Anthony Joshua has it all to prove when he fights Oleksandr Usyk for a second time in Jeddah, Saudi Arabia on August 20th. Usyk will be looking to make sure that his victory over the Brit last year was no fluke and make a successful first defence of the WBA, IBO, IBF and WBO crowns.
Ever since Joshua suffered that memorable unexpected knockout defeat to Andy Ruiz in 2019 there have been criticisms that he is a poor man’s Frank Bruno.
I do not necessarily agree with that although there are some physical similarities. It is widely agreed that Bruno fought in an era that was more competitive.
There were less belts, so it was much more of a challenge to become a world champion. Champions like Evander Holyfield, Lennox Lewis and Mike Tyson took the sport seriously and stayed in shape between fights, unlike a lot of today’s belt holders.
I see where people are coming from. But let’s not forget that the 1980’s also did not offer much in the way of quality heavyweight contenders. That is why some folks raise the point that Tyson never really beat anybody that truly defined his legacy.
If we compare the fighting styles of Joshua and Bruno, both went for the knockout as early as possible and possessed tremendous power. Both also liked to box behind the jab, Joshua liking to do more so recently ever since the Ruiz defeat.
Frank did not hesitate to punch to the back of the head of his opponents, especially in his world title challenges to try and rough them up. Anthony rarely opts to take opportunities to get in a dirty blow. And overall, Joshua and Bruno are pretty much composed and respectful outside of the ring.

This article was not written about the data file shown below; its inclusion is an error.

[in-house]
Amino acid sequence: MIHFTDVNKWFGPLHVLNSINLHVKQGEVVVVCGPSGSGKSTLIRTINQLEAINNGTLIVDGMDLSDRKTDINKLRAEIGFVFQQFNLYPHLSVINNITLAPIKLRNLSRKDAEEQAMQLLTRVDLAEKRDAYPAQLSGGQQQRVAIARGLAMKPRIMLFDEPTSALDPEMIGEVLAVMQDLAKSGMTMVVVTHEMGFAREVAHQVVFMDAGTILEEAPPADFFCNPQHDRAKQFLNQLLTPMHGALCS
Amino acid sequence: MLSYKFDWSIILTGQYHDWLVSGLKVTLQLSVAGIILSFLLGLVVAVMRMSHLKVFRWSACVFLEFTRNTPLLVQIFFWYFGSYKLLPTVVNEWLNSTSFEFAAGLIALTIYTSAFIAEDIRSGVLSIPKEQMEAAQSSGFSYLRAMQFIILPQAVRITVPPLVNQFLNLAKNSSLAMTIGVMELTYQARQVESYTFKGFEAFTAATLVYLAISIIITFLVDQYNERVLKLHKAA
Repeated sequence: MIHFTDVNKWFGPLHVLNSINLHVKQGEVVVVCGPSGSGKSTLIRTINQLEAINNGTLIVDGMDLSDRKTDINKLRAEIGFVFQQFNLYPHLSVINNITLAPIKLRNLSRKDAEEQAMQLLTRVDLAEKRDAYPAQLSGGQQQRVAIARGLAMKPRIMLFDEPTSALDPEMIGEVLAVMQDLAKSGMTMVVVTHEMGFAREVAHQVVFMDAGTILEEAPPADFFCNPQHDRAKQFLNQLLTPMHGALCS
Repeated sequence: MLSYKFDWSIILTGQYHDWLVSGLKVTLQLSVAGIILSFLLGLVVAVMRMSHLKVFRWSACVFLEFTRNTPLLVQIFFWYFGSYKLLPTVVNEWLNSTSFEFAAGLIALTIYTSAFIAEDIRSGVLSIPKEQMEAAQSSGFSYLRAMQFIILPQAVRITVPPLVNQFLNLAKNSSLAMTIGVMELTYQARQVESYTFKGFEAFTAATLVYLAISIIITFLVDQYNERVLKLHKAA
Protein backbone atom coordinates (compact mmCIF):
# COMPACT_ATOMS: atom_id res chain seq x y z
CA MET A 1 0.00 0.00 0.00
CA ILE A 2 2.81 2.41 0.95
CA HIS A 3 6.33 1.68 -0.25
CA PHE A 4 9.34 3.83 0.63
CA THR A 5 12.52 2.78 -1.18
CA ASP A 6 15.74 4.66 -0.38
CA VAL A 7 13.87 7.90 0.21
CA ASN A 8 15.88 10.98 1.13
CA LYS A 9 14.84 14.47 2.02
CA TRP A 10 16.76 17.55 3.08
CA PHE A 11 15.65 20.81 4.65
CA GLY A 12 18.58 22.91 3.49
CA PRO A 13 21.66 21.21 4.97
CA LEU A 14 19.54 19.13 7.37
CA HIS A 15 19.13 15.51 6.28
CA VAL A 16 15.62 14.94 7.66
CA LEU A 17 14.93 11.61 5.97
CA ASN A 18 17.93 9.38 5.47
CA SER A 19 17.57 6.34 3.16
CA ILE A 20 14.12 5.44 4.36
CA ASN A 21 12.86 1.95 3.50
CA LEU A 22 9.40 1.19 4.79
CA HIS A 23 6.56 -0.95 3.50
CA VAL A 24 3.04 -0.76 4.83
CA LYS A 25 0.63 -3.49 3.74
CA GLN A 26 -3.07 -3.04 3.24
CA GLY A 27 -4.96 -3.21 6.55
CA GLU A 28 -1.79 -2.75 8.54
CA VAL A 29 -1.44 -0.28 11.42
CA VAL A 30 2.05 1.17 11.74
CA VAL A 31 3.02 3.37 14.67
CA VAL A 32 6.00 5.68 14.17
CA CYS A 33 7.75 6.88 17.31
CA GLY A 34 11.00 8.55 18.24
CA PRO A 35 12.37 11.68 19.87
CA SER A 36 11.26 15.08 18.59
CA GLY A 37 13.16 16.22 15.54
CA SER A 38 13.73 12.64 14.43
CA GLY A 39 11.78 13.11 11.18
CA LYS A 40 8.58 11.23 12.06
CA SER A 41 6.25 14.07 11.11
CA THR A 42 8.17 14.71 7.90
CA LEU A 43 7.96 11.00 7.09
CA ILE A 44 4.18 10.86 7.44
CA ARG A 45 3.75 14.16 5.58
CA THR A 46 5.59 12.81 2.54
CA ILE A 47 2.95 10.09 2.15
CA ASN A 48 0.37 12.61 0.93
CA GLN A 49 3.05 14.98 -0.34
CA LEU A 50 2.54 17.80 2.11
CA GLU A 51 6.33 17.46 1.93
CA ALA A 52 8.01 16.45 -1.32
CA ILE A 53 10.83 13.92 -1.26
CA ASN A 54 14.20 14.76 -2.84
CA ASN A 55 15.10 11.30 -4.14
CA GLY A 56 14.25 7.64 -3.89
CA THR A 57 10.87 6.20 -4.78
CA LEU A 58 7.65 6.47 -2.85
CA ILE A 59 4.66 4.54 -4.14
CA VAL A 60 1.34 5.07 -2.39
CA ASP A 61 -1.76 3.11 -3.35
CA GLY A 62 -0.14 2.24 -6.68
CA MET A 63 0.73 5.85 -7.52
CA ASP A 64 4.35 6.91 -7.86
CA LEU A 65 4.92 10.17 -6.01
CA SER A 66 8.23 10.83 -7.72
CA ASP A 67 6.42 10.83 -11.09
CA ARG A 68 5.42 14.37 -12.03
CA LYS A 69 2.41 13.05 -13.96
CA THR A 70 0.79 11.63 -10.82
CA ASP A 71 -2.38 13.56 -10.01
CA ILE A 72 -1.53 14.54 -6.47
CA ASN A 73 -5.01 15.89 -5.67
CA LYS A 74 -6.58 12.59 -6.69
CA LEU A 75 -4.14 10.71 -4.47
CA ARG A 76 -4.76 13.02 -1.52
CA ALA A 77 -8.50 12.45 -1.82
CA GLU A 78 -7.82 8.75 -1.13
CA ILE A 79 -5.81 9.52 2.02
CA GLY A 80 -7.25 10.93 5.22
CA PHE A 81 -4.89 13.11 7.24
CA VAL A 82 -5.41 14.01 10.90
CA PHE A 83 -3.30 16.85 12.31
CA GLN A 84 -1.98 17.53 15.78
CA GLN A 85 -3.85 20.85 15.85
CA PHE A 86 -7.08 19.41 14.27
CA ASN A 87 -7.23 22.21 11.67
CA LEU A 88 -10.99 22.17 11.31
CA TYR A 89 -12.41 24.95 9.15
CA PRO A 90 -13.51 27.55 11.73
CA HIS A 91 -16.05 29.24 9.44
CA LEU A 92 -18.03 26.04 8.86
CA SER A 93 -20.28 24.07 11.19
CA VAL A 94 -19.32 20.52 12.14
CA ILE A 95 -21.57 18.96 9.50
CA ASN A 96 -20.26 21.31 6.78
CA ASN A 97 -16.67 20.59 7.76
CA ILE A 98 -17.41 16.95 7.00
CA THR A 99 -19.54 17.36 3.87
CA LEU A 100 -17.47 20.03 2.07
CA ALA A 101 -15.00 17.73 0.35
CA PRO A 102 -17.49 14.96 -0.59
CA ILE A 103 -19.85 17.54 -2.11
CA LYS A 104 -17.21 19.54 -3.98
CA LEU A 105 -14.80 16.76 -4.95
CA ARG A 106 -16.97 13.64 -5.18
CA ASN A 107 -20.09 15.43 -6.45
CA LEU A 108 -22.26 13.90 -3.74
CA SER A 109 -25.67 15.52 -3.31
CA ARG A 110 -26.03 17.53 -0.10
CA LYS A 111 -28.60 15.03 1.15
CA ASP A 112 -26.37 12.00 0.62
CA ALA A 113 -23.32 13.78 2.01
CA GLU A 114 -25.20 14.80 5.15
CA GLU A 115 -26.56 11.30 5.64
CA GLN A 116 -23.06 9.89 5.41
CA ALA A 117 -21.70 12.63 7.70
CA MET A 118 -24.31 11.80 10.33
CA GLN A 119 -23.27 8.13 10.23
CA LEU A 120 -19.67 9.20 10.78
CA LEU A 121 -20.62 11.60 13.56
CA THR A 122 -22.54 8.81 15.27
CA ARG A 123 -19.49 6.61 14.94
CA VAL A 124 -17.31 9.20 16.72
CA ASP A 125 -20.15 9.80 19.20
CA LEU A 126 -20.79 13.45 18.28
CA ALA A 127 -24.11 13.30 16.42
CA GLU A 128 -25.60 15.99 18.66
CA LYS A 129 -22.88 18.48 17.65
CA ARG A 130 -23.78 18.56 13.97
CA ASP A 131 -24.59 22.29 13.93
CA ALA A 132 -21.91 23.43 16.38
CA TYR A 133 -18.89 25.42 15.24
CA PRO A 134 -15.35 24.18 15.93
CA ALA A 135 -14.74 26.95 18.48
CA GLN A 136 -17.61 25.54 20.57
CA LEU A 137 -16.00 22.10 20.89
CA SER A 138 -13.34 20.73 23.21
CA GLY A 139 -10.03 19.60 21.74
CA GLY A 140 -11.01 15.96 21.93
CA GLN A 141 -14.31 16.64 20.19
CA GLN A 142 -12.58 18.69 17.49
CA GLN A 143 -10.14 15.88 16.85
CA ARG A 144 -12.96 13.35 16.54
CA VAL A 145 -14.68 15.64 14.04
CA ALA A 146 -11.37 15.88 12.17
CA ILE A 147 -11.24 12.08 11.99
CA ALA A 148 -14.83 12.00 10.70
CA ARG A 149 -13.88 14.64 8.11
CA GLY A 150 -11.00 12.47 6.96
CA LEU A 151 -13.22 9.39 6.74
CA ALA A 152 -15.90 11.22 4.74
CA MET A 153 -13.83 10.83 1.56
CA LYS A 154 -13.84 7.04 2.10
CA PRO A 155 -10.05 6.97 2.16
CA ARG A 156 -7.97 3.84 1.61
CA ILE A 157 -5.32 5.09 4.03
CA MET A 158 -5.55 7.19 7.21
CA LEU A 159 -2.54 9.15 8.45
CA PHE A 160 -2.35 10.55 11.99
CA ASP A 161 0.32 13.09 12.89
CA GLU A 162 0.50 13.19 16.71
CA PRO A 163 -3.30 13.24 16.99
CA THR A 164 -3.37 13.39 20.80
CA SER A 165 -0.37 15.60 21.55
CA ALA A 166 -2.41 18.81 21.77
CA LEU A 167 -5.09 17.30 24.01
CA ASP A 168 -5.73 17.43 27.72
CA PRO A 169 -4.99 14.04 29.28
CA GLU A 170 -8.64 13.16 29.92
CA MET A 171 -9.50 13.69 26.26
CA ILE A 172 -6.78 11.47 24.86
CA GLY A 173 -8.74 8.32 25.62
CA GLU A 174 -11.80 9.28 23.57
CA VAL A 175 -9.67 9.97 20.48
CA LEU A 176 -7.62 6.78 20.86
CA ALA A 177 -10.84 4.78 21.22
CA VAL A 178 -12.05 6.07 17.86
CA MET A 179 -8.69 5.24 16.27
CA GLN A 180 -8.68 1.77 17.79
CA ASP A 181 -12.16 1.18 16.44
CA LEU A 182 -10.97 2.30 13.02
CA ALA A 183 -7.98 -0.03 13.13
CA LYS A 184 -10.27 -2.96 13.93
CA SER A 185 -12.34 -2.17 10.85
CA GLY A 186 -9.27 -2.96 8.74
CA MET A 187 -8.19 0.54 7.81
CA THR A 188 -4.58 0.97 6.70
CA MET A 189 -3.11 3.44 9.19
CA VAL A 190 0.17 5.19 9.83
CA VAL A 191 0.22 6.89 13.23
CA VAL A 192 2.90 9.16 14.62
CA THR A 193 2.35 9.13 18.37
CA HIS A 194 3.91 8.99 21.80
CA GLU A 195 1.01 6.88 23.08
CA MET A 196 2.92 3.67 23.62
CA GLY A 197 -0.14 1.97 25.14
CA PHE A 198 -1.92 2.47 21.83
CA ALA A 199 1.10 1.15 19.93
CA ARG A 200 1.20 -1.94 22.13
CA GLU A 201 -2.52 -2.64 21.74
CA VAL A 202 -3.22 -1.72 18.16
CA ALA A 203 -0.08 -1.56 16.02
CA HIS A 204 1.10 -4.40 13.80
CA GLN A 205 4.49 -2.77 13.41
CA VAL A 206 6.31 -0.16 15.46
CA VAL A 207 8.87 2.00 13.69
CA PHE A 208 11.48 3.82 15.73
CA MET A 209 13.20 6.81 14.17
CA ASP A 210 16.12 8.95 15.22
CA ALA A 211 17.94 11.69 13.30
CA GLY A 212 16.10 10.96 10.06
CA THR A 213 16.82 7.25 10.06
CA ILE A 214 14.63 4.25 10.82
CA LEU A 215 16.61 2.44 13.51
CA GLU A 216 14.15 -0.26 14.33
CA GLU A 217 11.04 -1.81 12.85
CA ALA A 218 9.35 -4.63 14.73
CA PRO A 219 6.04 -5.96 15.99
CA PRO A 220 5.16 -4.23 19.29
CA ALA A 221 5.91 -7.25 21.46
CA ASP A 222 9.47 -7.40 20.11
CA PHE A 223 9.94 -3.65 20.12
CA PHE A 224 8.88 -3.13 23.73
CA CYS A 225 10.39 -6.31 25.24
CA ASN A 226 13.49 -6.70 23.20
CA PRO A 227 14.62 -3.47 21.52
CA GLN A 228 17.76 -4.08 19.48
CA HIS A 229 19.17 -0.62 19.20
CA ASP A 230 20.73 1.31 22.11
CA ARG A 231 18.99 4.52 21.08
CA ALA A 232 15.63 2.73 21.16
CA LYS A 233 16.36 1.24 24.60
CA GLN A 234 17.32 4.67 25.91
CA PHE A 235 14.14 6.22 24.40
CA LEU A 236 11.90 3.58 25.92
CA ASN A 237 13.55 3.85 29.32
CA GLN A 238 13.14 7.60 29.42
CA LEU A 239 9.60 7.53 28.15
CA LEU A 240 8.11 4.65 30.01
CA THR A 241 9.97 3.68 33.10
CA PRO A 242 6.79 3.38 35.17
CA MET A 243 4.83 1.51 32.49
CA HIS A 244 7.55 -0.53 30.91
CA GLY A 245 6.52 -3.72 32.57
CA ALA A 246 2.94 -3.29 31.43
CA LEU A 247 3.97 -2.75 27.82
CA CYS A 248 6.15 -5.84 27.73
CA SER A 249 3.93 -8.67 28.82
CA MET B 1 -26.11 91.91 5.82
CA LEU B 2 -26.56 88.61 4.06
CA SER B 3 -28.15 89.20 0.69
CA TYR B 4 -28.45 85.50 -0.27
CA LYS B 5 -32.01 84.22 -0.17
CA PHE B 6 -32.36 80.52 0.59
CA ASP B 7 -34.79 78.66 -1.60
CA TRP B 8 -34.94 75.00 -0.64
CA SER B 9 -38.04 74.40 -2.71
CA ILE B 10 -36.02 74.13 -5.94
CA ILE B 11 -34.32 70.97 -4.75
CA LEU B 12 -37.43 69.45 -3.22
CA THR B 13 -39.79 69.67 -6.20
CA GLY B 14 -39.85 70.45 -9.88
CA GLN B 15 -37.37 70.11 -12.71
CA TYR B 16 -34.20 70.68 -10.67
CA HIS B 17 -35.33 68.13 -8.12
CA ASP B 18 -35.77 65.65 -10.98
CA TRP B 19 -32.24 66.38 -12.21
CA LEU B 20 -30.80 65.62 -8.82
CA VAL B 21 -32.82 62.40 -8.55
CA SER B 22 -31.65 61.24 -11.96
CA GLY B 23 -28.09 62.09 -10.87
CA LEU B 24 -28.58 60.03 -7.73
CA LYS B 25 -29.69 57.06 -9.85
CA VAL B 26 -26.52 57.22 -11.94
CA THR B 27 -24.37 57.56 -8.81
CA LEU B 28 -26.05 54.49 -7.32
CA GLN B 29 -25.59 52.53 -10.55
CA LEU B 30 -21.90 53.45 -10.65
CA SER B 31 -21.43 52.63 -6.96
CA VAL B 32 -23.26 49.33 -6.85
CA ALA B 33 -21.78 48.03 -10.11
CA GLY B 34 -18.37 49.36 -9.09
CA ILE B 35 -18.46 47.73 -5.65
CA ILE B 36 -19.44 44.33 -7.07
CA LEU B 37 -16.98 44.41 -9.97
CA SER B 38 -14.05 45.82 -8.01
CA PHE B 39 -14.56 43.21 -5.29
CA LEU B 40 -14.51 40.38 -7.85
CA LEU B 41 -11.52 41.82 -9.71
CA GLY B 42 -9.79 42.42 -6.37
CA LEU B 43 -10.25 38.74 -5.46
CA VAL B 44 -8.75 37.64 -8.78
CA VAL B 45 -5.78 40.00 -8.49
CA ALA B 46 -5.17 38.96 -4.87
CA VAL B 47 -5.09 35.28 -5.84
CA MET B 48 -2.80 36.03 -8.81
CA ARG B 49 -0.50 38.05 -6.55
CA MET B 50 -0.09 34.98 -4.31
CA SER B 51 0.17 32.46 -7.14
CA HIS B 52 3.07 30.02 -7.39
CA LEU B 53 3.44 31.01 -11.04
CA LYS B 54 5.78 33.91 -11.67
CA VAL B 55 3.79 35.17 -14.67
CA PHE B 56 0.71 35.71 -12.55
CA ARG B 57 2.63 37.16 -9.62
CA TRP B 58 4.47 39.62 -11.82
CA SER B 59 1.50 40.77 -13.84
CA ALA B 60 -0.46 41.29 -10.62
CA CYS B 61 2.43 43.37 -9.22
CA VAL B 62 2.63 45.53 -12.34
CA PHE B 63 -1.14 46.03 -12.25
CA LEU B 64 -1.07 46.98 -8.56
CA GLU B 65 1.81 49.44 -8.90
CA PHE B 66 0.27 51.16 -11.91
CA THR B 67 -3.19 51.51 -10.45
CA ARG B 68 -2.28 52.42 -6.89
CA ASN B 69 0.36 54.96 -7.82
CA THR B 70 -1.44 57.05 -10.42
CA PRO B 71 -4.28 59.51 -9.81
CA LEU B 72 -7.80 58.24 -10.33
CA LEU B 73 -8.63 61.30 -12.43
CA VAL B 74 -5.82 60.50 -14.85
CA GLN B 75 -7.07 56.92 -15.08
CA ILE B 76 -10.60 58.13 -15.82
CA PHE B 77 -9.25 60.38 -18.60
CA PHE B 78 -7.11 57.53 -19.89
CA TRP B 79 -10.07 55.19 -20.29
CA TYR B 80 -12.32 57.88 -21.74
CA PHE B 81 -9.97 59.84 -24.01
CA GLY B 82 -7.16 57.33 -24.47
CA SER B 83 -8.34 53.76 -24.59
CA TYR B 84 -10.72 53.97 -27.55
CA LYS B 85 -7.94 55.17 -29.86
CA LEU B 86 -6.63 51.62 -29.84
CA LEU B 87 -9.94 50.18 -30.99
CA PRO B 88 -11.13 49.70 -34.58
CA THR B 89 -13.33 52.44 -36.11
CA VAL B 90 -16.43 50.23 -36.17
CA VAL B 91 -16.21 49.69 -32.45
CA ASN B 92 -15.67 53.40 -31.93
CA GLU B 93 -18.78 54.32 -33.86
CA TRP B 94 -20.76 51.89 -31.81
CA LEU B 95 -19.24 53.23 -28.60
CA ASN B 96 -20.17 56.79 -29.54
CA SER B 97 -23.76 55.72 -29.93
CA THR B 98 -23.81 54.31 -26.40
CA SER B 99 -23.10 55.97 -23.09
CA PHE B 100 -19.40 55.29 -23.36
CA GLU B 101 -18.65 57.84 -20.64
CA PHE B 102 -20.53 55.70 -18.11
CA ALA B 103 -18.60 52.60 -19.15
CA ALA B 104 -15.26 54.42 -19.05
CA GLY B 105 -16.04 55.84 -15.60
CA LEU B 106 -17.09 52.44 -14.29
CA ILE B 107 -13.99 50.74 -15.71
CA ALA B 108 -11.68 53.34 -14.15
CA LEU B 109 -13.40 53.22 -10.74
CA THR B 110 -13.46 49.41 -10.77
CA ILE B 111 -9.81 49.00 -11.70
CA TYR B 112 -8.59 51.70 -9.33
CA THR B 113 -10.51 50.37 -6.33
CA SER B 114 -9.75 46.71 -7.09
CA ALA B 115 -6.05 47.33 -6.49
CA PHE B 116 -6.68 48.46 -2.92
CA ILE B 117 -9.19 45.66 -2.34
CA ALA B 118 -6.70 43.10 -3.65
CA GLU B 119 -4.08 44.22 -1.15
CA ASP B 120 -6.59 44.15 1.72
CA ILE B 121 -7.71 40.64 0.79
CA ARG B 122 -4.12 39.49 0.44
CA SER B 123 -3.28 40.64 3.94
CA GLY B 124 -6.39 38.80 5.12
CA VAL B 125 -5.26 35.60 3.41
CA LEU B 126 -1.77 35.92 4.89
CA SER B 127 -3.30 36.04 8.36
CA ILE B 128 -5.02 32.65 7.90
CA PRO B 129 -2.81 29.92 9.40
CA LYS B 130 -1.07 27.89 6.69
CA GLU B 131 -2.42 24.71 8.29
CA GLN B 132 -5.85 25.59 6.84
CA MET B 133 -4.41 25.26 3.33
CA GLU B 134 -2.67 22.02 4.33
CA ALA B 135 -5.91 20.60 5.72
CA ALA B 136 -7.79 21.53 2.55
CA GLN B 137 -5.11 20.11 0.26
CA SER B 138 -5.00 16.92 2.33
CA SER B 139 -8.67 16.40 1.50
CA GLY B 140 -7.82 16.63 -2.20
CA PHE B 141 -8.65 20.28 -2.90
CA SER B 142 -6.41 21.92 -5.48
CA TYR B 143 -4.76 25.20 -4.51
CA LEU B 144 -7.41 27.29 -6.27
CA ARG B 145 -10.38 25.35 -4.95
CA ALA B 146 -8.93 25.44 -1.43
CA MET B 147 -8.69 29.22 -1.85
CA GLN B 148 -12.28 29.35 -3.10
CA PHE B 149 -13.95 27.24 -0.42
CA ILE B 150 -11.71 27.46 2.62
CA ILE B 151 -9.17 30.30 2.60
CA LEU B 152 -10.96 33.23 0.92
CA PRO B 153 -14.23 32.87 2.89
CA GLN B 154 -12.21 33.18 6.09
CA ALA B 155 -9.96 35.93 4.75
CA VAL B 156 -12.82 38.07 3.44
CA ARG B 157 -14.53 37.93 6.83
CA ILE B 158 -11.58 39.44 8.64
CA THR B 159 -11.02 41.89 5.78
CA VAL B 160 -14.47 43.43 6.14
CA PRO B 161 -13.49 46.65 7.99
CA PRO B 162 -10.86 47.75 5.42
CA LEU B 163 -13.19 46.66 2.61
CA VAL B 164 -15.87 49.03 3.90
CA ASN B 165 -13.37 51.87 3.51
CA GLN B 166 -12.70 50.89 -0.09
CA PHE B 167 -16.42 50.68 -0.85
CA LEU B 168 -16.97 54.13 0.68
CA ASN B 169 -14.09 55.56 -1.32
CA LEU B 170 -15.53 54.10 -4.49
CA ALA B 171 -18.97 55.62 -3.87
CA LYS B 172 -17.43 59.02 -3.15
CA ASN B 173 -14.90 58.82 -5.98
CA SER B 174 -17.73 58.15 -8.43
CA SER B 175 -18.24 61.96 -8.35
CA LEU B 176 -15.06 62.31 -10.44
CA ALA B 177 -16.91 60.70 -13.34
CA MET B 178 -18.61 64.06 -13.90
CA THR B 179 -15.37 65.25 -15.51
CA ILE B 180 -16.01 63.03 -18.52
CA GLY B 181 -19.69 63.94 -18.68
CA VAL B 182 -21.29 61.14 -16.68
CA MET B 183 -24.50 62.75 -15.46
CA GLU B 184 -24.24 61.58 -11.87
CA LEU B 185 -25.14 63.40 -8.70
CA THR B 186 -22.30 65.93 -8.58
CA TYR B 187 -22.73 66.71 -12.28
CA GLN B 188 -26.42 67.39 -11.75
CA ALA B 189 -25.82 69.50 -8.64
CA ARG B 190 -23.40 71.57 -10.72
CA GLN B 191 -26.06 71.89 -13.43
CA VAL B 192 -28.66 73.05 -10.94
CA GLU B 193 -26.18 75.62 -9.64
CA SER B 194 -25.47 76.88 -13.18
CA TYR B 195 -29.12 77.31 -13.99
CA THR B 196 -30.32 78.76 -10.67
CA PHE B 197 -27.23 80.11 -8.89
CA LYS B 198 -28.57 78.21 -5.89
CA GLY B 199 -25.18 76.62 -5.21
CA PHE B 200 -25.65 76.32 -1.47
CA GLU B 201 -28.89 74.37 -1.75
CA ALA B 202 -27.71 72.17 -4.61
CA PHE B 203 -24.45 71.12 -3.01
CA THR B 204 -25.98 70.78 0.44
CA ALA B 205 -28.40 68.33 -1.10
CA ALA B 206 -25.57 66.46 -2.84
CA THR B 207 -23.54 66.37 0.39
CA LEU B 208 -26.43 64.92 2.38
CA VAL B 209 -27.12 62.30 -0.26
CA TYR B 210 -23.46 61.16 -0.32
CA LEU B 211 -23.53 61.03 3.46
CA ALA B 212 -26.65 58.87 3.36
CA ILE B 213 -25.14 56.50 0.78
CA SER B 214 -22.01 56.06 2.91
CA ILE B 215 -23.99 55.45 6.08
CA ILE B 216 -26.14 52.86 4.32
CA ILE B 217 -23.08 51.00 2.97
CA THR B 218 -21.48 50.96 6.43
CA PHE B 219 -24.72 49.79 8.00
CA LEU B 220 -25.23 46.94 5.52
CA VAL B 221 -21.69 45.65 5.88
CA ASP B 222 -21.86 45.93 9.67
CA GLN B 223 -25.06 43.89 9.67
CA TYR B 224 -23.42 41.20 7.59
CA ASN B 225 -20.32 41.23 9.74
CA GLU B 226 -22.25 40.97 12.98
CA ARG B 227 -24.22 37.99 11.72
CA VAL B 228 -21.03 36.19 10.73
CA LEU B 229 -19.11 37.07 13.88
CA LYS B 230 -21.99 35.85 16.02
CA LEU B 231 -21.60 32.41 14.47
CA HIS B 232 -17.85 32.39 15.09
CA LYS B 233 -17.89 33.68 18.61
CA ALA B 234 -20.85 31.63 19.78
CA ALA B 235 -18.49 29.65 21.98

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But the one major difference between the two giants was when they got hit!
We all loved Frank for never giving up his dream of hearing his name being read out as a world champion one day and admired his bravery. Up until he finally rested the WBC title from Oliver McCall in 1995 at Wembley, he was known as the “nearly man,” someone who always came close before then in realising his ambition.
But unfortunately, whenever Bruno was hit with a huge blow he would tend to freeze which allowed for his rival to go in for the kill and finish him off.
Anthony Joshua has often been labelled a “quitter” since the first Andy Ruiz fight. But unlike Bruno, the Watford fighter has shown to not freeze when the tide turned. And he always kept trying.
Let’s not forget that it was actually the referee who decided to halt the contest with Ruiz. Anthony did not quit. He protested and wanted to continue.
And who could forget the moment when he got up off the canvas after being put there by Wladimir Klitschko and turned things around to knock out the Ukrainian?!
After just one serious punch, Frank went from a man full of belief to looking hopeless all within a second. That is the one huge difference between them.
But at the end of the day, whatever you like or do not like you are probably going to see and don’t see what you want to.